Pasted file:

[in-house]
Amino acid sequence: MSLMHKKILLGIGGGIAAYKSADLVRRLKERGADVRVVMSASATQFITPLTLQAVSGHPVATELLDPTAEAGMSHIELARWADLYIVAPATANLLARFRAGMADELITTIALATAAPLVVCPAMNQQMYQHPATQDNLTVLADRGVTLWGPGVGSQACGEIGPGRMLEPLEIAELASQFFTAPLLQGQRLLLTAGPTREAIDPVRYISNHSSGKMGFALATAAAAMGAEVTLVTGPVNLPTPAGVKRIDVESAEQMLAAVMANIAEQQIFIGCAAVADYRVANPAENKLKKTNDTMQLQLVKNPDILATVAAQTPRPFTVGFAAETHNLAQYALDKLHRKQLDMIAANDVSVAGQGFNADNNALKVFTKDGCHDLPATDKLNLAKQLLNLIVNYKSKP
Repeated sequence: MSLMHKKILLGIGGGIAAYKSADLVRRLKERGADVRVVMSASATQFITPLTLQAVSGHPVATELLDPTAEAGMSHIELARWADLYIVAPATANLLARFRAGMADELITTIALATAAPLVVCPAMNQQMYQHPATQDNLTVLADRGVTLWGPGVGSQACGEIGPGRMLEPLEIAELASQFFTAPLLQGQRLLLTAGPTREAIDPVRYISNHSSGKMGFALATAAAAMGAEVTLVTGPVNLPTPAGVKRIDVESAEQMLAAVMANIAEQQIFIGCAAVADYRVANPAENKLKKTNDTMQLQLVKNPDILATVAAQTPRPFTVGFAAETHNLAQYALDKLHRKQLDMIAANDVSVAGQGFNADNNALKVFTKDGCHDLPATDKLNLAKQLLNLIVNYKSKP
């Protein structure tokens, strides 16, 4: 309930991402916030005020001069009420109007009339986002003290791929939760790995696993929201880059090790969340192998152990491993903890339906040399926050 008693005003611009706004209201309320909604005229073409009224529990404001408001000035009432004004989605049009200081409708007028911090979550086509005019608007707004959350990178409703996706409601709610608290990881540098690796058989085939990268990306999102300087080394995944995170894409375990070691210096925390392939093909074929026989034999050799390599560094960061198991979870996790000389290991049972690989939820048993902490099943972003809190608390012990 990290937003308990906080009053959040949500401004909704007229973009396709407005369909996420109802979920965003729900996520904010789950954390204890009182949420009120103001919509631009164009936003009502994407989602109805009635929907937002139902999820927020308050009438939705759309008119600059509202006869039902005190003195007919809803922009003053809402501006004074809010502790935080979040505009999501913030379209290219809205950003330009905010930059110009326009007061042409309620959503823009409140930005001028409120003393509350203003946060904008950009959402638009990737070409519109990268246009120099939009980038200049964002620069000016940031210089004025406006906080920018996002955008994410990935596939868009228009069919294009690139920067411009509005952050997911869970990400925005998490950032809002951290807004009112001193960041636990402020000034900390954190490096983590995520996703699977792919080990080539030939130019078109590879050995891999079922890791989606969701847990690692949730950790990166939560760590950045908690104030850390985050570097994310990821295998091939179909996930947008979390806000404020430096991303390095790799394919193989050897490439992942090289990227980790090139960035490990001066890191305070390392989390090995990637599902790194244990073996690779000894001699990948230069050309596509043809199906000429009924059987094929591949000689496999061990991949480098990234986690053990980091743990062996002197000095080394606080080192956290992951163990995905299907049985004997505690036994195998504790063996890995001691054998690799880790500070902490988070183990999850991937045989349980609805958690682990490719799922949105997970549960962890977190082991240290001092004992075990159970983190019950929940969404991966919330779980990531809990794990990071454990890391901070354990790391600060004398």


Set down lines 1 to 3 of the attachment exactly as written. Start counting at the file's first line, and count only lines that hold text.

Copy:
[in-house]
Amino acid sequence: MSLMHKKILLGIGGGIAAYKSADLVRRLKERGADVRVVMSASATQFITPLTLQAVSGHPVATELLDPTAEAGMSHIELARWADLYIVAPATANLLARFRAGMADELITTIALATAAPLVVCPAMNQQMYQHPATQDNLTVLADRGVTLWGPGVGSQACGEIGPGRMLEPLEIAELASQFFTAPLLQGQRLLLTAGPTREAIDPVRYISNHSSGKMGFALATAAAAMGAEVTLVTGPVNLPTPAGVKRIDVESAEQMLAAVMANIAEQQIFIGCAAVADYRVANPAENKLKKTNDTMQLQLVKNPDILATVAAQTPRPFTVGFAAETHNLAQYALDKLHRKQLDMIAANDVSVAGQGFNADNNALKVFTKDGCHDLPATDKLNLAKQLLNLIVNYKSKP
Repeated sequence: MSLMHKKILLGIGGGIAAYKSADLVRRLKERGADVRVVMSASATQFITPLTLQAVSGHPVATELLDPTAEAGMSHIELARWADLYIVAPATANLLARFRAGMADELITTIALATAAPLVVCPAMNQQMYQHPATQDNLTVLADRGVTLWGPGVGSQACGEIGPGRMLEPLEIAELASQFFTAPLLQGQRLLLTAGPTREAIDPVRYISNHSSGKMGFALATAAAAMGAEVTLVTGPVNLPTPAGVKRIDVESAEQMLAAVMANIAEQQIFIGCAAVADYRVANPAENKLKKTNDTMQLQLVKNPDILATVAAQTPRPFTVGFAAETHNLAQYALDKLHRKQLDMIAANDVSVAGQGFNADNNALKVFTKDGCHDLPATDKLNLAKQLLNLIVNYKSKP